Researchers at Stanford University in the United States and at the University of Mannheim in Germany have proposed using reversible fuel cells as backup power generators to cope with volatility in electricity markets and pronounced fluctuations in power prices.
“Reversible fuel cells can be an economically viable source of backup electricity during periods of surging prices, such as Texas experienced in 2021 when winter storms knocked out power plants fueled by natural gas,” the research's main author, Stefan J. Reichelstein, said, noting that reversible systems can help get economic value from renewable electricity when prices are low.
In the paper Reversible Power-to-Gas systems for energy conversion and storage, published in nature communications, Reichelstein and his colleagues developed an analytical model of the unit economics of the reversible fuel cell system. “While modular systems require sufficiently low hydrogen prices in order for the reversibility feature to be valuable, integrated systems can be economically viable for higher hydrogen prices by primarily generating hydrogen but also providing electricity during times of limited power supply,” the study reads.
Through the proposed model, which mainly considered the electricity markets in Germany and Texas, the research group found that fuel cell systems based on solid oxide cell (SOC) technology may be competitive at current hydrogen prices, provided that there is sufficient variation in daily electricity prices, as in the Texas market.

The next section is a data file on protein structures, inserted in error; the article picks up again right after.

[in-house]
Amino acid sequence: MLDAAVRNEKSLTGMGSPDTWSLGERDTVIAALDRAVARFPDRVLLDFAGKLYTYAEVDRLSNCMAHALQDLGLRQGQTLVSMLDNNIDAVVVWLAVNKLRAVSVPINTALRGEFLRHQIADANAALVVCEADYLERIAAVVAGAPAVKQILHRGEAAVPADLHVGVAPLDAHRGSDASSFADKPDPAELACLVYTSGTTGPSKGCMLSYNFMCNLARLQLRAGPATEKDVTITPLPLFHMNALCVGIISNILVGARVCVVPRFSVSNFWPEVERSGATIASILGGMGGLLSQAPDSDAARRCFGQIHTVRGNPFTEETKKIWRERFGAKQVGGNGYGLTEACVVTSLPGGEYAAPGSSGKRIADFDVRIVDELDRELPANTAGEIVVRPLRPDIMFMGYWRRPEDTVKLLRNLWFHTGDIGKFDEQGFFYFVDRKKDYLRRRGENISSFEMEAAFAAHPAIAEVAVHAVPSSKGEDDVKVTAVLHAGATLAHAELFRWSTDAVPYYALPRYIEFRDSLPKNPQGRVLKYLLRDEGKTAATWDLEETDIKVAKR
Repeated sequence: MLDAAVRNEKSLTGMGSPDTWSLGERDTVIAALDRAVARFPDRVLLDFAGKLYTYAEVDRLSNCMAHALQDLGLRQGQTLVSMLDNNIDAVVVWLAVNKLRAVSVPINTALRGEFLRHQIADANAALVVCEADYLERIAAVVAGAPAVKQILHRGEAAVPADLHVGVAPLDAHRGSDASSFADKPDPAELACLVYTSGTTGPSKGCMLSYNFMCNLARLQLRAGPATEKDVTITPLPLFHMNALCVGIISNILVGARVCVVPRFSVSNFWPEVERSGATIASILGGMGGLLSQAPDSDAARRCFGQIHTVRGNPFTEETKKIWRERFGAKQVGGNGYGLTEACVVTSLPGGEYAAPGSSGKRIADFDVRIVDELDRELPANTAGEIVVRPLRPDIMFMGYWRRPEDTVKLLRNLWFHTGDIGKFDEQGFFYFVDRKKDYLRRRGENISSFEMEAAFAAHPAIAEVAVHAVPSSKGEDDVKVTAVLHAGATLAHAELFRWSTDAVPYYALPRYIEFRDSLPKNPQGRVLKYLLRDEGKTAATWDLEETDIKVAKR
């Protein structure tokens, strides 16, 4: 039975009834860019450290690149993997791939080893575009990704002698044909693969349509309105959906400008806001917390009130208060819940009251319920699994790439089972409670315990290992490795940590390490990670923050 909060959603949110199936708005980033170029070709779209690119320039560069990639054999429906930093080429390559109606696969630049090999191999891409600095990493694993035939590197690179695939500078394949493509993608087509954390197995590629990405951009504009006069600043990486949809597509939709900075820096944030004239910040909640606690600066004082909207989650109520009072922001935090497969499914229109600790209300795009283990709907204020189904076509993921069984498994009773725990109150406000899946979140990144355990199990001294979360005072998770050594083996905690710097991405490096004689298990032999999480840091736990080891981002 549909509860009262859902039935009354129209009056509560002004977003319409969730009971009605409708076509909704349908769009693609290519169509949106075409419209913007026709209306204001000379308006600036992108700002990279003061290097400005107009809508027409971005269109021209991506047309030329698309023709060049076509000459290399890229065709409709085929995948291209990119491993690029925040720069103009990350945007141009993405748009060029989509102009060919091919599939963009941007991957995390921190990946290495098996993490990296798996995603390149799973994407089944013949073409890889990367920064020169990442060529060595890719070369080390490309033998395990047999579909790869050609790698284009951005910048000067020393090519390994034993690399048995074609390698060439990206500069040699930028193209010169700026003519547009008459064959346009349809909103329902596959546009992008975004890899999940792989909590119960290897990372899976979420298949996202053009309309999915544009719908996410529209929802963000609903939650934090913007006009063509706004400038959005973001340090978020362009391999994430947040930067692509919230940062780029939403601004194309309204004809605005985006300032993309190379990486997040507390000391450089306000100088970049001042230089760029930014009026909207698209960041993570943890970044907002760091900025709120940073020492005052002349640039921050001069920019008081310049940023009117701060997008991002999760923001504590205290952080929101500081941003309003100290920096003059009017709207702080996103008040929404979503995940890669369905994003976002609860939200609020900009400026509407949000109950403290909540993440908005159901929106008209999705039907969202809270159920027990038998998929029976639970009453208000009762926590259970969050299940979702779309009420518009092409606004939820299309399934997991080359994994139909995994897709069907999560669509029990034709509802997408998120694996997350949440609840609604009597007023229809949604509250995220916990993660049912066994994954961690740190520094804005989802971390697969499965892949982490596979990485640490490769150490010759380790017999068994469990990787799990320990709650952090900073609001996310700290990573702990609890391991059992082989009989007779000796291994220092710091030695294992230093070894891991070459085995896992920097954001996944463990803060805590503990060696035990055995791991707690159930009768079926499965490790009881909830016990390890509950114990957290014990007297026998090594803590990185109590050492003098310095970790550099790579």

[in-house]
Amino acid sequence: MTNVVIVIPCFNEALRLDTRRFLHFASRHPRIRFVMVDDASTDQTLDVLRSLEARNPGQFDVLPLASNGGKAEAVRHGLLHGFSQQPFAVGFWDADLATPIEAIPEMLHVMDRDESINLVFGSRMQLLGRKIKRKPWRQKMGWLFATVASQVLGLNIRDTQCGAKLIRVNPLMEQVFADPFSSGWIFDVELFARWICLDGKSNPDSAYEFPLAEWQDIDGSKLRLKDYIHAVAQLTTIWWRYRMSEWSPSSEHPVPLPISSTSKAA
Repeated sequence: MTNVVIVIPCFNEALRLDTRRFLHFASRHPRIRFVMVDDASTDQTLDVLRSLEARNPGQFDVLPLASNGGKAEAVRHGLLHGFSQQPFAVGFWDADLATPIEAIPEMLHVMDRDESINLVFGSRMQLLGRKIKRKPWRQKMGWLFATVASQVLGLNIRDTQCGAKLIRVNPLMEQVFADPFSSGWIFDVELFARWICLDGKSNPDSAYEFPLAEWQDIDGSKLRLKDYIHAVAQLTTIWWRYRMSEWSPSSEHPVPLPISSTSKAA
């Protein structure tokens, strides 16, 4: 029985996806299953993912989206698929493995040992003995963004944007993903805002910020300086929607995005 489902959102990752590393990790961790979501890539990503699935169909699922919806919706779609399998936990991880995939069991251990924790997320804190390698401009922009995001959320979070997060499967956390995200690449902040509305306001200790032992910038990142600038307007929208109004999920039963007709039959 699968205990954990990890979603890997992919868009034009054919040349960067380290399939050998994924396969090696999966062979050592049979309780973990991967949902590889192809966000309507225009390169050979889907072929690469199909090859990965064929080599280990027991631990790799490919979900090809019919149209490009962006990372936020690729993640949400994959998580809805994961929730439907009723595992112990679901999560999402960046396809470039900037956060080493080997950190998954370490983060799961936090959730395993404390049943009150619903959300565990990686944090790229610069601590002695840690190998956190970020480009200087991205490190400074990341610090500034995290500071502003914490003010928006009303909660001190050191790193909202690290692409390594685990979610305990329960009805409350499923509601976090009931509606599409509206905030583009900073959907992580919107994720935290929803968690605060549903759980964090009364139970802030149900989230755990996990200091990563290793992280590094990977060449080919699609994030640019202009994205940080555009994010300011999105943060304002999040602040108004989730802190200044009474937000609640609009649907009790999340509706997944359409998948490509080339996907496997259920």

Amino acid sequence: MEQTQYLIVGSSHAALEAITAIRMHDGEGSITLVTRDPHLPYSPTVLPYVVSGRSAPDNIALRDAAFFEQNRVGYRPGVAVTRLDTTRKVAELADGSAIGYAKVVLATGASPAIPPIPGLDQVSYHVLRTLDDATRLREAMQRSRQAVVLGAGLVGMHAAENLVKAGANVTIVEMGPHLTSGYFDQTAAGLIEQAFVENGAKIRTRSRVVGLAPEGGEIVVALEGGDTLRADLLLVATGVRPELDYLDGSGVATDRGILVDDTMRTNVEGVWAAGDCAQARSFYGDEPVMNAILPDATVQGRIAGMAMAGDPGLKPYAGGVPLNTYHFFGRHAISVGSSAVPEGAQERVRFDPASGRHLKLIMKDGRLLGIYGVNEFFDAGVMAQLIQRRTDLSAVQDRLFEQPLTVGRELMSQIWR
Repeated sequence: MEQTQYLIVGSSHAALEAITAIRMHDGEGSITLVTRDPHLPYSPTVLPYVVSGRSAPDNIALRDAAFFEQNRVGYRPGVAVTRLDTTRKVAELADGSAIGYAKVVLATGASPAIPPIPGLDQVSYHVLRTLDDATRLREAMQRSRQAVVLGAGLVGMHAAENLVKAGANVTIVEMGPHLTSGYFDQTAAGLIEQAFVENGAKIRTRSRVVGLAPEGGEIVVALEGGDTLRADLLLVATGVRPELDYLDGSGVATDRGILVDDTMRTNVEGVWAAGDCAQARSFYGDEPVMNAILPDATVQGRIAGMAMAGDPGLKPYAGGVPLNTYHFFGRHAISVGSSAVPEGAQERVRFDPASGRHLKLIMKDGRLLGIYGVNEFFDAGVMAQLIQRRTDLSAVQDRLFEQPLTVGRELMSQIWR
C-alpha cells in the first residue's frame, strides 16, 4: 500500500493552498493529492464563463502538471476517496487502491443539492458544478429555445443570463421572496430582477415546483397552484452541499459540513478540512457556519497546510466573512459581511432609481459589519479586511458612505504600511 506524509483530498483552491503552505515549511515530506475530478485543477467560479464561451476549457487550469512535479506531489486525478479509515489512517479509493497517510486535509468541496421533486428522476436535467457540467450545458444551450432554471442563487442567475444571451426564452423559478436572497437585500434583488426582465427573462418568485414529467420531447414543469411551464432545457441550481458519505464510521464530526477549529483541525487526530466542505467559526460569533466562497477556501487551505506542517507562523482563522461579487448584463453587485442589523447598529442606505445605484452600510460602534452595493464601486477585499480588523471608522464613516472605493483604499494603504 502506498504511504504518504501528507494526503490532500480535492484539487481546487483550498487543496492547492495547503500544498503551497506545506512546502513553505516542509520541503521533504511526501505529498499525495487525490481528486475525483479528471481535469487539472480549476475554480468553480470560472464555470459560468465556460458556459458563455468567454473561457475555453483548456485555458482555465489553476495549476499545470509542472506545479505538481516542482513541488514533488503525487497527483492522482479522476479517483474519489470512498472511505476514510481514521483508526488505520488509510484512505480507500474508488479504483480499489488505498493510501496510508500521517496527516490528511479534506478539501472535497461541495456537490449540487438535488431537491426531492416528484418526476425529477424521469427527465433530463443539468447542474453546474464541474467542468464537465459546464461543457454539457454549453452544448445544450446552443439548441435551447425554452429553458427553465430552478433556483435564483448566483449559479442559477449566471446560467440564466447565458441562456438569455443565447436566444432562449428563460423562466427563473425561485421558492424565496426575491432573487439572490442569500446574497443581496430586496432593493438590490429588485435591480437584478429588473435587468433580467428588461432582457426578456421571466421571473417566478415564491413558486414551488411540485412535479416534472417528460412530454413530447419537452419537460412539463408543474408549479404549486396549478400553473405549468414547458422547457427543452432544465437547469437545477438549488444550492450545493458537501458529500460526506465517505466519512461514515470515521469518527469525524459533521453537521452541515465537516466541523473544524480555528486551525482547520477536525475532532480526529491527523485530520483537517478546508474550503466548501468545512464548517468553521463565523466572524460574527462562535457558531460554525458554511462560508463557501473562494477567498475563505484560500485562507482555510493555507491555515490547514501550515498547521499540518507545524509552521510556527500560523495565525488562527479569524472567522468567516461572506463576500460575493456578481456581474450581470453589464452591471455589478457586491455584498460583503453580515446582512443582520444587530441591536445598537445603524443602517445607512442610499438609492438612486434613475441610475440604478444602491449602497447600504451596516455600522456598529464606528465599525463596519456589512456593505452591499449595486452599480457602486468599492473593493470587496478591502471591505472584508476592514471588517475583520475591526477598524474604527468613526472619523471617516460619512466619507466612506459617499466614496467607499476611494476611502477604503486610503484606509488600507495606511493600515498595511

The reversible systems are said to be economically viable even in the presence of substantially lower hydrogen prices in the future. “This is because the inherent flexibility in these systems enables them to respond to lower hydrogen prices by operating more frequently in reverse mode, delivering additional electricity to the power markets,” the researchers said.
They also took into account the potential drop in costs for SOC fuel cells over the next 10 years and found that they may still be competitive even with substantially lower hydrogen prices. These systems may become particularly valuable during periods of electricity scarcity, including regular demand peaks and irregular supply shocks. “The reversible systems can be built to almost any scale, they add, so they can be used by individual companies or small communities as well as by large urban power grids,” Reichelstein concluded.
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